Delivery of articles of impeachment to the Senate. That constitutes a formal accusation, or in other words, impeachment.

How much clearer can I make it?

If you disagree with me, fine. If you can show that I'm wrong, that's even better. But quit "disagreeing" with me by saying that the House impeaches alone. Seriously, folks, that has exactly zero to do with my point. If you are unable to understand that very basic point, I'm afraid conversation is futile.

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8 minutes ago, Vort said:

Unbelievable.

Doubly unbelievable.

Does no one actually read what's posted any more?

Scotty, the House has not accused Trump of wrongdoing. No formal accusation has been made. None. If you think it has, point it out to me. Hint: Holding a vote does not constitute a formal accusation. The Speaker of the House shooting her mouth off doesn't constitute formal accusation.

What does constitute formal accusation, aka impeachment?

Delivery of articles of impeachment to the Senate. That constitutes a formal accusation, or in other words, impeachment.

WHAT???  

Yes, you can argue that the formal accusation is not complete until the articles are delivered to the Senate - this is not a House Rule, but you can argue that it is implied in the Constitution to bridge the gap between the House Impeachment and the Senate Trial.  But to say that the APPROVAL of an article of impeachment does not constitute a formal accusation is just simply ridiculous.  The gaveling of the vote in the House is the impeachment equivalent to a grand jury indictment.

 

Quote

 

How much clearer can I make it?

If you disagree with me, fine. If you can show that I'm wrong, that's even better. But quit "disagreeing" with me by saying that the House impeaches alone. Seriously, folks, that has exactly zero to do with my point. If you are unable to understand that very basic point, I'm afraid conversation is futile.

I don't disagree with you.  I'm showing you the other side of the argument - equally valid.  If you're just going to scoff at it, then I guess conversation is futile.

By the way, I edited my post above in case you want to continue discussion.

Edited by anatess2

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6 minutes ago, Vort said:

Unbelievable.

Doubly unbelievable.

Does no one actually read what's posted any more?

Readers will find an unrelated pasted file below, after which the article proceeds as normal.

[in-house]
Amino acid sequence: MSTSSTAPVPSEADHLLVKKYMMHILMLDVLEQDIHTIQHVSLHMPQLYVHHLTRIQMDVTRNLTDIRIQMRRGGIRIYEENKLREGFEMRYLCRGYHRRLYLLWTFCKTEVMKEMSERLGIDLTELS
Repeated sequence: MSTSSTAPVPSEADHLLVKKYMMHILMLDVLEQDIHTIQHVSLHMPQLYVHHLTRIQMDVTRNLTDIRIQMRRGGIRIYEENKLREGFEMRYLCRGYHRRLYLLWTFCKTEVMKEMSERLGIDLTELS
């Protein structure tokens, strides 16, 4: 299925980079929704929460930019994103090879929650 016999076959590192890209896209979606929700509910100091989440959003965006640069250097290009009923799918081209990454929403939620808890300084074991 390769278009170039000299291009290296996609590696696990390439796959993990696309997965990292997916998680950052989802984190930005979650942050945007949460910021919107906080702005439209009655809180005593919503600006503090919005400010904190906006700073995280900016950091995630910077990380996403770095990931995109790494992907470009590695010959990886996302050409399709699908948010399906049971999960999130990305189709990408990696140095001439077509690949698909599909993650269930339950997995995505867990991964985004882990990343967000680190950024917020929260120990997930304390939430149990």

Scotty, the House has not accused Trump of wrongdoing. No formal accusation has been made. None. If you think it has, point it out to me. Hint: Holding a vote does not constitute a formal accusation. The Speaker of the House shooting her mouth off doesn't constitute formal accusation.

What does constitute formal accusation, aka impeachment?

Delivery of articles of impeachment to the Senate. That constitutes a formal accusation, or in other words, impeachment.

How much clearer can I make it?

If you disagree with me, fine. If you can show that I'm wrong, that's even better. But quit "disagreeing" with me by saying that the House impeaches alone. Seriously, folks, that has exactly zero to do with my point. If you are unable to understand that very basic point, I'm afraid conversation is futile.

What the others are saying is that the Formal Accusation is the affirmative vote on the Articles of Impeachment.. not in the delivery of said Articles to the Senate

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Just now, anatess2 said:

But to say that the APPROVAL of an article of impeachment does not constitute a formal accusation is just simply ridiculous.  The gaveling of the vote in the House is the impeachment equivalent to a grand jury indictment.

No, it is not. Upon a grand jury indictment, a trial can begin. Upon the House's gaveling of the vote...nothing at all can take place. Nothing. Just people venting hot air. The progress of the proceedings requires delivery of the articles of impeachment to the Senate. Until that happens, things can't move on. The Senate can and will convene no trial for the President until they receive the articles of impeachment.

In other words: The Senate will not try the President UNTIL THE PRESIDENT IS IMPEACHED. If, as you claim, the President is impeached at this very moment, even as we speak, that means that the Senate can try the President right now.

But the Senate can do no such thing. As of this moment, there's nothing to try the President on. Why not? Because the President has not yet been impeached. If he had, the Senate could proceed.

The House can wait for four years to deliver the articles of impeachment to the Senate, at which point the President is impeached. But not before.

For at least the third time: If you can show me to be mistaken, by all means do so. But quit arguing that the fact that the House is solely responsible for impeachment somehow means that Trump has been impeached. It does not.

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5 minutes ago, estradling75 said: